EDINBURG — Despite desperate pleas, a man recently convicted of murder was denied bond pending his sentencing hearing.
Judge Fernando Mancias, of the 93rd state District Court, denied bond for Fabian Paredes Monday morning during a brief hearing in which Paredes and his attorney, Austin Oxford, begged to allow him to be released on bond pending his sentencing hearing set for Dec. 10.
Oxford, who on Friday morning appeared along with his client for an emergency bond hearing, claimed that later that same afternoon Paredes was sent to the county jail’s infirmary after complaining of stomach issues.
“Judge, he’s not a flight risk. I mean if you just look at the man, he’s not a flight risk. We’ll do whatever the court requires of us; place him on (Alternative Incarceration Program), place him on an ankle monitoring device, he’ll surrender his passport, whatever the court asks of him, he has strong ties to the community,” Oxford said. “His wife is here, she has stage 3 aggressive cancer, as the court is well aware, he takes care of her, and she takes care of him.”
During that brief hearing Friday morning, the court heard from a nurse from the county’s jail, who detailed the medications Paredes was on, and the alternative medication given to him once he arrived at the jail.
Paredes has been in custody since last Tuesday afternoon, after jurors returned a guilty verdict of murder against the man after roughly six hours of deliberations.
The man’s trial was related to an early October 2017 incident near the courthouse, during which the 33-year-old man shot and killed Joshua David Sanchez after Paredes and his wife said they felt threatened by the 27-year-old victim.
Paredes, who said he suffers from chronic pain disease as a result of having a spleen and part of his colon removed several years ago, could not stand during his hearing Monday morning.
Paredes, the nurse detailed, was taking strong narcotics to treat his pain, including oxycodone and a Fentanyl patch.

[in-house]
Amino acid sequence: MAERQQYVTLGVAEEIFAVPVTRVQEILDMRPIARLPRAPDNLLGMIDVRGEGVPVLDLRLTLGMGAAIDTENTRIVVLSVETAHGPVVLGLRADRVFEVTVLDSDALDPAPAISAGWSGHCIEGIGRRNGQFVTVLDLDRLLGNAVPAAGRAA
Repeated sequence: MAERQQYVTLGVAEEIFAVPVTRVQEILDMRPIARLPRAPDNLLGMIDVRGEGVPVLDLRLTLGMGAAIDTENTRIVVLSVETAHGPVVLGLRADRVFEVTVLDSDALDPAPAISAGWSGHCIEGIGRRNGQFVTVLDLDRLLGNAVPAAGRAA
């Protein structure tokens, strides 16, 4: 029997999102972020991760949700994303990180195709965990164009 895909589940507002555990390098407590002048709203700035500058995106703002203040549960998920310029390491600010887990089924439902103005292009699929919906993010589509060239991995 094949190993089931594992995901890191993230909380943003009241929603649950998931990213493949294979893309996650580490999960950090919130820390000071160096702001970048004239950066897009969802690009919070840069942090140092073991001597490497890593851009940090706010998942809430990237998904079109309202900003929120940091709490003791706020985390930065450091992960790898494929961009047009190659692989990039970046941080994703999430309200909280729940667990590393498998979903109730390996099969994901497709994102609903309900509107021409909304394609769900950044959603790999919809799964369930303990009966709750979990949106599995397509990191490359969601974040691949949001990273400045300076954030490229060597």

The pain was evident during both the Friday hearing, and the one Monday morning, as he was led into the courtroom. Paredes, without the use of the cane he’s always seen with, let out an audible groan as he gingerly sat down in the front row of the gallery.
Oxford argued the man could die if he remains in custody pending his sentencing hearing set for more than a month from now, and that his strong ties to the community make it so he’s not a flight risk.
But the state remained steadfast, and said Paredes was a flight risk, underscoring testimony from the trial in which authorities stated Paredes and his wife fled to South Padre Island shortly after the shooting.
Furthermore, the state, represented by Roxanne Salinas, said that the issues with Paredes’ medication is not an issue the court could remedy, but instead something he would have to figure out with his new doctors at the jail.
The court offered to move up the sentencing date, which is currently set for Dec. 10, but a new date was not agreed upon.
“I would strongly urge the court to reconsider granting Mr. Paredes a bond, judge. My concern is that between now and December he’s going to die,” Oxford said.
At the end of the hearing, Paredes asked to speak on his own behalf, something Oxford advised against. Ultimately, Paredes did make a statement, detailing why he needed his medication, and the many maladies that made it crucial for him to take the medication.
Paredes could receive between five years and life in prison at his sentencing.